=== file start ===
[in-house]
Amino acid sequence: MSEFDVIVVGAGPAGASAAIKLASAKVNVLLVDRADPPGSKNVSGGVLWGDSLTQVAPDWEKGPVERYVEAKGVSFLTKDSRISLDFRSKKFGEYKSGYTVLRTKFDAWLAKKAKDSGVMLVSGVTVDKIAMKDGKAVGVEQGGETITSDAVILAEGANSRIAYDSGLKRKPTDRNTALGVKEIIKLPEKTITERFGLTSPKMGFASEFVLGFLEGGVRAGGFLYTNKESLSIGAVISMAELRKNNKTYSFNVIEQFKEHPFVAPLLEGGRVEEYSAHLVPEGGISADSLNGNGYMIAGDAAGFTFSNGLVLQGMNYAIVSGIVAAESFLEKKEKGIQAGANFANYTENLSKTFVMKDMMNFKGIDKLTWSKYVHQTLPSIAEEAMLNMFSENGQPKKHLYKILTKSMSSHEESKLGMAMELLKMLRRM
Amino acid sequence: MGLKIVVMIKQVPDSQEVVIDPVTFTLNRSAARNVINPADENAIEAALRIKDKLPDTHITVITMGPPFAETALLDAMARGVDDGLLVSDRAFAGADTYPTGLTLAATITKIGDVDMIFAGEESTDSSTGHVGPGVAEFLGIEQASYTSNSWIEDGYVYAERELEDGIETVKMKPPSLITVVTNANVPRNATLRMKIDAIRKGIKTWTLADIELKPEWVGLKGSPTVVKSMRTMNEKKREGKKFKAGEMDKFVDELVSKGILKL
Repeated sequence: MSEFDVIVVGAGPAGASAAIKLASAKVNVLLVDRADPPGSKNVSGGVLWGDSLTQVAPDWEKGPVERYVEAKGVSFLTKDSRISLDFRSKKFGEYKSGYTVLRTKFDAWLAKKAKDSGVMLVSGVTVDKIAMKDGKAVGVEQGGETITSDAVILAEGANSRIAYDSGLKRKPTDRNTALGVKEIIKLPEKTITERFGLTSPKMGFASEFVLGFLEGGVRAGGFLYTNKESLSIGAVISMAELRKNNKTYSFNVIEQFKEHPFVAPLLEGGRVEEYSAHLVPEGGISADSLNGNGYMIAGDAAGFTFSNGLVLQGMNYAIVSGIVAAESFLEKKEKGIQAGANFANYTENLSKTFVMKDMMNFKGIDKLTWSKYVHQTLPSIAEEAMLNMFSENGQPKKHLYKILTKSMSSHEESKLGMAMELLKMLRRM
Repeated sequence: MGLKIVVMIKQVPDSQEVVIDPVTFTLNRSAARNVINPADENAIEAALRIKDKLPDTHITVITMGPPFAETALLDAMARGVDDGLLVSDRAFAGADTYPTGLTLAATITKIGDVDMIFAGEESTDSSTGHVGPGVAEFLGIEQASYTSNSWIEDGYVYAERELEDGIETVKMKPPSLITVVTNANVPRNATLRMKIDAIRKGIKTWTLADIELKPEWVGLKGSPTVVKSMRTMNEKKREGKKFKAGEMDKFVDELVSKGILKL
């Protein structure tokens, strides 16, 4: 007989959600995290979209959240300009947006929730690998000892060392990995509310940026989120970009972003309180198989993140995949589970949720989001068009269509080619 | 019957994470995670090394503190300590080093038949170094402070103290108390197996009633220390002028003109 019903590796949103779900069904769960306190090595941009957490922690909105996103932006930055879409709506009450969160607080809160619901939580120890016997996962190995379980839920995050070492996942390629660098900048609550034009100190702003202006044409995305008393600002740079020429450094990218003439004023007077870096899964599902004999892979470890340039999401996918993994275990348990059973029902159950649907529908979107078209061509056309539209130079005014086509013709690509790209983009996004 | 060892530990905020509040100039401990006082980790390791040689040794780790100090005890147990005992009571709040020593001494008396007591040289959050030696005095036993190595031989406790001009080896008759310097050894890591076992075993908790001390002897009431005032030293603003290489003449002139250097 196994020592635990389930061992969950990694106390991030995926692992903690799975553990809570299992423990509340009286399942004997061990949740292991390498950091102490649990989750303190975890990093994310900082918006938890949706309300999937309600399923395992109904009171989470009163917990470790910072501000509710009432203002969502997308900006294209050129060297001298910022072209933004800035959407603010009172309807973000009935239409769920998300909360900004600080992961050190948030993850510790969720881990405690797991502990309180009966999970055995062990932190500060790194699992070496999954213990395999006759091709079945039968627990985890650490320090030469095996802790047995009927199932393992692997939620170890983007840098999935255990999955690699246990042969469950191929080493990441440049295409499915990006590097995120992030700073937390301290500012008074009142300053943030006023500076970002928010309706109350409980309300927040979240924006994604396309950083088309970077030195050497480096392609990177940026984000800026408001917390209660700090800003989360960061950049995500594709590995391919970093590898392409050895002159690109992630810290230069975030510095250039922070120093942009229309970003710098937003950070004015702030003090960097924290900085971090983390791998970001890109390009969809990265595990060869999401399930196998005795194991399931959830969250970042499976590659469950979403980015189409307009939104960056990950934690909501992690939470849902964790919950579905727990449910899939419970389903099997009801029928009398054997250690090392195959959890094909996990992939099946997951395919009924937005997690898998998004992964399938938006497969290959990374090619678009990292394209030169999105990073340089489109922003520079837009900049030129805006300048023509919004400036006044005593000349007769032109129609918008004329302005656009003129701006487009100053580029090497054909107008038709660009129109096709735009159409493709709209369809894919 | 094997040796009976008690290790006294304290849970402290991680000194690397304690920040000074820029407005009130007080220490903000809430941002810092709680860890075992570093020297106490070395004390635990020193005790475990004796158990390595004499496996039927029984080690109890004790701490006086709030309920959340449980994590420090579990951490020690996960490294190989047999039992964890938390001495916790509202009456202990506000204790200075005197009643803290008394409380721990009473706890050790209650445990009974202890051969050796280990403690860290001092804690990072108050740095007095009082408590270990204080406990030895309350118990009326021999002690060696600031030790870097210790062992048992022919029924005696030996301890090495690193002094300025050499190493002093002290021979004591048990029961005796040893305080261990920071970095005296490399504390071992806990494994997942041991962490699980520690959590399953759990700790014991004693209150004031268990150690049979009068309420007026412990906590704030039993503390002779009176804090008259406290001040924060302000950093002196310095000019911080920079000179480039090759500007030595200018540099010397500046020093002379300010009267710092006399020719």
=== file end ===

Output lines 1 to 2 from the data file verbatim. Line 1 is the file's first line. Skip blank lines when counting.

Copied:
[in-house]
Amino acid sequence: MSEFDVIVVGAGPAGASAAIKLASAKVNVLLVDRADPPGSKNVSGGVLWGDSLTQVAPDWEKGPVERYVEAKGVSFLTKDSRISLDFRSKKFGEYKSGYTVLRTKFDAWLAKKAKDSGVMLVSGVTVDKIAMKDGKAVGVEQGGETITSDAVILAEGANSRIAYDSGLKRKPTDRNTALGVKEIIKLPEKTITERFGLTSPKMGFASEFVLGFLEGGVRAGGFLYTNKESLSIGAVISMAELRKNNKTYSFNVIEQFKEHPFVAPLLEGGRVEEYSAHLVPEGGISADSLNGNGYMIAGDAAGFTFSNGLVLQGMNYAIVSGIVAAESFLEKKEKGIQAGANFANYTENLSKTFVMKDMMNFKGIDKLTWSKYVHQTLPSIAEEAMLNMFSENGQPKKHLYKILTKSMSSHEESKLGMAMELLKMLRRM